In developing artificial intelligence (AI) agents for the real world, we generally think that the artificial part will be the most difficult. After all, it has taken considerable technical advancements across several fields for us to begin building intelligent systems. Instead, the most challenging part is intelligence, a word that has proven ephemeral over decades of research. In this thesis, I define intelligence as the ability to adapt behaviours to achieve goals in a range of environments. Although this is a broad definition, in our quest to build AI agents we have an excellent source of intelligence that we can study: the human brain.
The brain is capable of producing intelligent behaviours in spite of a number of limitations, including the limited resolution of sensory systems and the need to discretize information. In this thesis, I demonstrate that we can study how the human brain produces intelligent behaviour by using rapid motor behaviour tasks, which require decision-making and motor control to occur in tandem. Using a large experimental data set, I establish that human rapid motor behaviours are fundamentally constrained by capacity limits. I use this insight to propose discrete-event systems (DES) models that incorporate capacity limits to model the brain’s success at producing intelligent behaviour.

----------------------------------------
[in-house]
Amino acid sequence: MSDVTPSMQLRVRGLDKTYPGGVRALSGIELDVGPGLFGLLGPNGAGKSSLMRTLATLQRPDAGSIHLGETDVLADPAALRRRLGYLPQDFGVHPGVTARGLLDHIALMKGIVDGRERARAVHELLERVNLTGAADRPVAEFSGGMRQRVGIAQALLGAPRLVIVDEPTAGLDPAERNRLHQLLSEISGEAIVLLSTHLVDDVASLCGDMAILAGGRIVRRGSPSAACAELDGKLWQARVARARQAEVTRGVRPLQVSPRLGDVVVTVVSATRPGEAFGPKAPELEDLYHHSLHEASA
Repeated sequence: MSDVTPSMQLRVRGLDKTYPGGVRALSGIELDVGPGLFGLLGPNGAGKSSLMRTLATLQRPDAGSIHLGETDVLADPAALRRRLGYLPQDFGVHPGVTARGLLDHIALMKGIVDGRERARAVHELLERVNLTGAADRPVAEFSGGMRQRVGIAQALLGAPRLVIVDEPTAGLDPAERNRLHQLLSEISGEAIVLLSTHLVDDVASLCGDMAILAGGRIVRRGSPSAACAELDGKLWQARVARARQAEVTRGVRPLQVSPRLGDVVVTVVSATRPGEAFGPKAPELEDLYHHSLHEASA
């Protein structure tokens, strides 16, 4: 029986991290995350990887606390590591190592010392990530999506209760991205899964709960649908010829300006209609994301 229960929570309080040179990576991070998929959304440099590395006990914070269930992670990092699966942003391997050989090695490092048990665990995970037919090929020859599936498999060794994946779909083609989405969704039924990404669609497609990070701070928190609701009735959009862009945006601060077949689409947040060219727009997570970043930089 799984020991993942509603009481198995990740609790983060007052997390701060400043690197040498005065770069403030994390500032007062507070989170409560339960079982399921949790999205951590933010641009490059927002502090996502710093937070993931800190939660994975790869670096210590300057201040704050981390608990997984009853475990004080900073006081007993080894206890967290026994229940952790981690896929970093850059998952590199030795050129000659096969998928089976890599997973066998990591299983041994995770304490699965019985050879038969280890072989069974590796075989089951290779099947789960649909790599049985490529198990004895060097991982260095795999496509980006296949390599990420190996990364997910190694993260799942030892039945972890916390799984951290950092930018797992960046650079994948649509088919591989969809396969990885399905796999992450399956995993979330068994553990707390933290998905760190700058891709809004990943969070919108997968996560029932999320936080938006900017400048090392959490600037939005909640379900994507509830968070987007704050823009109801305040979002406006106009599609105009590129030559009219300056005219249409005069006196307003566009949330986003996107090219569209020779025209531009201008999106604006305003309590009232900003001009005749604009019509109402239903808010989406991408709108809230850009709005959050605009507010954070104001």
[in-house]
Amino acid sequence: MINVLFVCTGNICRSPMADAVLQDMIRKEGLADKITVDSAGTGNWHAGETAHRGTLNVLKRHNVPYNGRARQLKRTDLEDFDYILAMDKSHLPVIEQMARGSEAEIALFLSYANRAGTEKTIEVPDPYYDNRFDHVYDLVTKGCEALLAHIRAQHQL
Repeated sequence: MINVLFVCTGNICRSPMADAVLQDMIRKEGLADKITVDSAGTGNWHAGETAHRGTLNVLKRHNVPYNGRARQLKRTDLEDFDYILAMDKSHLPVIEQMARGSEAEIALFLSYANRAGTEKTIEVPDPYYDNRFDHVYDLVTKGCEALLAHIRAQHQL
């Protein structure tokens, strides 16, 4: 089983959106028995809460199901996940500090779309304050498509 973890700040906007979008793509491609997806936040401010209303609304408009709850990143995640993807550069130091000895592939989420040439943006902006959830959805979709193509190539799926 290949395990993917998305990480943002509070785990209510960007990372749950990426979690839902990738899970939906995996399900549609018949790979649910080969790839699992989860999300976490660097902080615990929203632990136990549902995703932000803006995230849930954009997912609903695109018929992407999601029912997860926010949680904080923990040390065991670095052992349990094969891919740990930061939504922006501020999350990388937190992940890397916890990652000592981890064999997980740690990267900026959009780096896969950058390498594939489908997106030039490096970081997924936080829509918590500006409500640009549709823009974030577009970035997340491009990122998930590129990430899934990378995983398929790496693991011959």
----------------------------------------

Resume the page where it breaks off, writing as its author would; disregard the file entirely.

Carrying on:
Taken together, this thesis develops the argument that in order to build AI agents we must first understand intelligence. This requires us to account for an agent’s limited capacities and then ensure that these limits are incorporated into our models. This is the first work to use DES theory to model biological intelligence and I believe that building links between these areas will help us to develop control theory models inspired by the human brain, thereby allowing us to build AI agents for the real world.